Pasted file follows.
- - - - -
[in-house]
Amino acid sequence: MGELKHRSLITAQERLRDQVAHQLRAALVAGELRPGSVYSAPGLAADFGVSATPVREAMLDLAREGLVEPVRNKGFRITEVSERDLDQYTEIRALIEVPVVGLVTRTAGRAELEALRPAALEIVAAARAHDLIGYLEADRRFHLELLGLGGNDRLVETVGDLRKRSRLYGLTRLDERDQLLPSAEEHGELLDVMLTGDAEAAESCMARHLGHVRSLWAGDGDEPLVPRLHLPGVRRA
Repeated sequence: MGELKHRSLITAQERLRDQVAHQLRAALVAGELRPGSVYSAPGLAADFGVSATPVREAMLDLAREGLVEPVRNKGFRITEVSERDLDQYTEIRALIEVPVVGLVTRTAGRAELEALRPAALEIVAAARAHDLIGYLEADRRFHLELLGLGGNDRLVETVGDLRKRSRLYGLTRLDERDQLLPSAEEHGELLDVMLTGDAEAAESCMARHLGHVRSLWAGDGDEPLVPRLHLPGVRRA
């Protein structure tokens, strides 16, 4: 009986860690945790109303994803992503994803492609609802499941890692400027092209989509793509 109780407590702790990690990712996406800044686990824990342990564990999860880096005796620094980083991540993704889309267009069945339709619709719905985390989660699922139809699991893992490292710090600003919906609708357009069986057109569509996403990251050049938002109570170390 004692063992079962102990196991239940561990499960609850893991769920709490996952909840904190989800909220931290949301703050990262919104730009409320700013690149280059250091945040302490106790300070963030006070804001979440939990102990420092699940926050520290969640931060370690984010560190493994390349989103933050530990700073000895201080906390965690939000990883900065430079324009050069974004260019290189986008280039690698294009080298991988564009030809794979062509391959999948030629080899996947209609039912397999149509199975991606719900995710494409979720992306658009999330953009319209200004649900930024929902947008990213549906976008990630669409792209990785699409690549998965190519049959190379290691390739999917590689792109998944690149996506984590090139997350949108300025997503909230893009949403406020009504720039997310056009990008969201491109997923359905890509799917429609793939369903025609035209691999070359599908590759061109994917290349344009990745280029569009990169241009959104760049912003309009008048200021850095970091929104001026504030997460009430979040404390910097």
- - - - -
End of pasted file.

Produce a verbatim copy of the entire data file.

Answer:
[in-house]
Amino acid sequence: MGELKHRSLITAQERLRDQVAHQLRAALVAGELRPGSVYSAPGLAADFGVSATPVREAMLDLAREGLVEPVRNKGFRITEVSERDLDQYTEIRALIEVPVVGLVTRTAGRAELEALRPAALEIVAAARAHDLIGYLEADRRFHLELLGLGGNDRLVETVGDLRKRSRLYGLTRLDERDQLLPSAEEHGELLDVMLTGDAEAAESCMARHLGHVRSLWAGDGDEPLVPRLHLPGVRRA
Repeated sequence: MGELKHRSLITAQERLRDQVAHQLRAALVAGELRPGSVYSAPGLAADFGVSATPVREAMLDLAREGLVEPVRNKGFRITEVSERDLDQYTEIRALIEVPVVGLVTRTAGRAELEALRPAALEIVAAARAHDLIGYLEADRRFHLELLGLGGNDRLVETVGDLRKRSRLYGLTRLDERDQLLPSAEEHGELLDVMLTGDAEAAESCMARHLGHVRSLWAGDGDEPLVPRLHLPGVRRA
């Protein structure tokens, strides 16, 4: 009986860690945790109303994803992503994803492609609802499941890692400027092209989509793509 109780407590702790990690990712996406800044686990824990342990564990999860880096005796620094980083991540993704889309267009069945339709619709719905985390989660699922139809699991893992490292710090600003919906609708357009069986057109569509996403990251050049938002109570170390 004692063992079962102990196991239940561990499960609850893991769920709490996952909840904190989800909220931290949301703050990262919104730009409320700013690149280059250091945040302490106790300070963030006070804001979440939990102990420092699940926050520290969640931060370690984010560190493994390349989103933050530990700073000895201080906390965690939000990883900065430079324009050069974004260019290189986008280039690698294009080298991988564009030809794979062509391959999948030629080899996947209609039912397999149509199975991606719900995710494409979720992306658009999330953009319209200004649900930024929902947008990213549906976008990630669409792209990785699409690549998965190519049959190379290691390739999917590689792109998944690149996506984590090139997350949108300025997503909230893009949403406020009504720039997310056009990008969201491109997923359905890509799917429609793939369903025609035209691999070359599908590759061109994917290349344009990745280029569009990169241009959104760049912003309009008048200021850095970091929104001026504030997460009430979040404390910097």